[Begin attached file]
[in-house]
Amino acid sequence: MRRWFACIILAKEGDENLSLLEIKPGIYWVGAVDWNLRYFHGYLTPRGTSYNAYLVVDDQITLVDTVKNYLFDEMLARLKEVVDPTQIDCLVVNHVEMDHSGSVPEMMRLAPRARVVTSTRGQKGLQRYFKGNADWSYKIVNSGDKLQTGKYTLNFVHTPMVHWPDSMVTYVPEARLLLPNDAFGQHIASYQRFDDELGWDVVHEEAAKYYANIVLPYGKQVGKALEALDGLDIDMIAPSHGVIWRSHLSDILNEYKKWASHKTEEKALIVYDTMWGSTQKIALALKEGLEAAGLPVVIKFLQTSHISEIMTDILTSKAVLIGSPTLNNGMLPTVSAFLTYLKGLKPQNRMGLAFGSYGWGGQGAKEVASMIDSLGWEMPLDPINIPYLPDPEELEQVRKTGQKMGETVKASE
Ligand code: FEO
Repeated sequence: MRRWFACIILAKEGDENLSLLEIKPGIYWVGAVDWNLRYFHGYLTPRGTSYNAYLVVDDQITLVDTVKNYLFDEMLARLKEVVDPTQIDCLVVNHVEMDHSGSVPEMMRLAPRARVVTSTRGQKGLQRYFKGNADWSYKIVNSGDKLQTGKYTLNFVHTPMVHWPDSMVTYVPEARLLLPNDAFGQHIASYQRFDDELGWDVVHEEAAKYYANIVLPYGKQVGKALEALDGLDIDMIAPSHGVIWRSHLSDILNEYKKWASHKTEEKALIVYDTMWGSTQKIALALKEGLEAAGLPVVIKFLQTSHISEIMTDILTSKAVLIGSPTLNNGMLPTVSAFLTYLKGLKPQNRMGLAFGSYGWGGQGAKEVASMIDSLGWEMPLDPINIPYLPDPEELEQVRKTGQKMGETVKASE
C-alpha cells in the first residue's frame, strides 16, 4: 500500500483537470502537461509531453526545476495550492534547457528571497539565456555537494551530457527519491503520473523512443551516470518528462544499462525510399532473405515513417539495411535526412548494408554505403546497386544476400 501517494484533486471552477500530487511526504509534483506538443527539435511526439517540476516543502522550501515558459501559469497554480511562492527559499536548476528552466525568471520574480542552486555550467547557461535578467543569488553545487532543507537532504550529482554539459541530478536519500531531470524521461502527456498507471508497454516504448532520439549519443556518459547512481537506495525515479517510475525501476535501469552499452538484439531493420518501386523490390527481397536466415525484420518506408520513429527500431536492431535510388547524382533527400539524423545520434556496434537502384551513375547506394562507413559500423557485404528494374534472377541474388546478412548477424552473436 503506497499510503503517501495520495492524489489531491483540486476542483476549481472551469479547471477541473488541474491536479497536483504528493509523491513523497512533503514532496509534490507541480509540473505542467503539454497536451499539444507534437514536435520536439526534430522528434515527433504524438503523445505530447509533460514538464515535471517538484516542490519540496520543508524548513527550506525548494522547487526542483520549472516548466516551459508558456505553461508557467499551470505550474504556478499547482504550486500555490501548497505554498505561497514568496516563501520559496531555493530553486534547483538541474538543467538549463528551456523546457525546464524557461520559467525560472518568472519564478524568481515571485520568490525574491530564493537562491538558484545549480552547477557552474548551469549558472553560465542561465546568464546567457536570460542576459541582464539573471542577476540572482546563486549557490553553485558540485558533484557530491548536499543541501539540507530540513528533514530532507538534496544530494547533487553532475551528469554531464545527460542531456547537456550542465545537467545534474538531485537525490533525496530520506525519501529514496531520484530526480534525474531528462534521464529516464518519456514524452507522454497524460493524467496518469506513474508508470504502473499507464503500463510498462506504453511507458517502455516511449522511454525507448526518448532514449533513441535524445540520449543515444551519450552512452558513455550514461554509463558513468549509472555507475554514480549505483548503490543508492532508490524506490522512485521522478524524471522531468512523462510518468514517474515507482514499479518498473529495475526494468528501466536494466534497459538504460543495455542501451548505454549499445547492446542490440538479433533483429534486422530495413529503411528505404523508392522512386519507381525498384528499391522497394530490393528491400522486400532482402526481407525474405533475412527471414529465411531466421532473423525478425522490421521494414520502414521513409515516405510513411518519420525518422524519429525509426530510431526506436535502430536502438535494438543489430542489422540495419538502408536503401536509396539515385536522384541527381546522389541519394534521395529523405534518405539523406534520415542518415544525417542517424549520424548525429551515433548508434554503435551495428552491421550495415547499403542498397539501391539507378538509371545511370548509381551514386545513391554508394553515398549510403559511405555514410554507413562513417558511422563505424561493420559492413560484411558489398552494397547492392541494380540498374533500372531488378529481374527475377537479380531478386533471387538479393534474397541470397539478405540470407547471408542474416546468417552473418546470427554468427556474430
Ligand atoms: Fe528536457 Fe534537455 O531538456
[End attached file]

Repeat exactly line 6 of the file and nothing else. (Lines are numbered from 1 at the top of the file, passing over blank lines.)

Ligand atoms: Fe528536457 Fe534537455 O531538456